Oh, Thursday.

I do not lament your absence.

I do not lament your presence.

For there is a lament of laments,

a deep, deafening lament

like that of a ship and its irredeemable cracking

or that of baptism and its lifelong echo.

A lament like that of—house—dust,

like the one of the bird that is incapable of flying,

that tumbled onto the island’s margins.

A lament for angels, the lament of prayer:

the lament of the un-contact .


(1) Looking at you and not looking at you. Speaking your name, that

is no good for an image. Imagining you without any certainty, or

imaging you will be in the cardinal point that is meant for me, I

trace you by heart but un-remembering.

(2) The touch of my hand’s skin towards your un-removable moles,

my exhaling after having recognized your sweat. Everything is a rest

we keep watching, expectant (how everything is lost, anyways—is this

a pleonasm?), preferably, during that hour when we share creases and

vortexes and causes and effects.

(3) A goodbye made long until the following goodbye. A parabolic

goodbye, catapulted until the next discovery of one before the other

and then the other way around. The goodbye from the burp of the last

dinner in our house. The goodbye that neither the orphan nor the

father remember. The goodbye that shall forever measure, weigh and

sink like a goodbye.


Oh, Thursday.

It is an impertinence for magnets,

for the tense springs that travel

and organize the mine,

for the polar pressure

that inflates the globe,

that we both shall wander, separate

in body and hope

(possible desolation definition)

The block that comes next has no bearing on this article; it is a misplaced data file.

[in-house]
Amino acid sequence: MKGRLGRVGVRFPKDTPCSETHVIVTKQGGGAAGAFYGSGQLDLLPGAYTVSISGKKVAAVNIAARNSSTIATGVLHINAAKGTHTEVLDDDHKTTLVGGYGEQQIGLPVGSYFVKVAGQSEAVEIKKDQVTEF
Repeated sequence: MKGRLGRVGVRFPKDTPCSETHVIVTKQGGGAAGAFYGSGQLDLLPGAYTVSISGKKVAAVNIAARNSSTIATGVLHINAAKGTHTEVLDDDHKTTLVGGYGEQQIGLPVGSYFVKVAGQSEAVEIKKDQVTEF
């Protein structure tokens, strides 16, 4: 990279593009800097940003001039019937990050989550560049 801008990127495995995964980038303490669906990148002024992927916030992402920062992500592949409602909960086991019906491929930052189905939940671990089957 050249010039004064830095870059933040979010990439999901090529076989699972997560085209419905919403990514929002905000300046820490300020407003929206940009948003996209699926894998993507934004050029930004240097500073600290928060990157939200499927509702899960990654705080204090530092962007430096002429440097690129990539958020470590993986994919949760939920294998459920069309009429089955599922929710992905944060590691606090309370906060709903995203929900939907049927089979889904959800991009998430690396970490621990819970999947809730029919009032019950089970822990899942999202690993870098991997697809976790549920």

(4) A snail gets lost in the immensity of the day. I have seen

them take shelter, desolate, inside their shell. Light can only

measure what is gone. Darkness, what does not exist.

(5) And the birds cuddle, dreamy, the feathered cocoon of an

oviparous flower. Light intensifies the outdoor cold. Darkness

disappears all the way into the trees.


Oh, Thursday.

Where are you

at this time of day that never ends

and of night finished by the day.


– Fernando Carabajal


40 un-contacts arises from Thursday, a book written by Fernando Carabajal in a self-imposed exile in 2006, a text that today might seem premonitory. From this poem, and the literary intersections from which it emerged, Carabajal proposes a digital curatorship where all the artists who have been part of Arróniz in the last two years link a work, a sketch or a process with a random word from the poem, chosen by the author to generate a kind of log of the collective closure that we go through.

The proposal has included represented and unrepresented artists who have exhibited on the Arróniz walls, generating a diverse, international and intergenerational plastic conversation.


March-April, 2020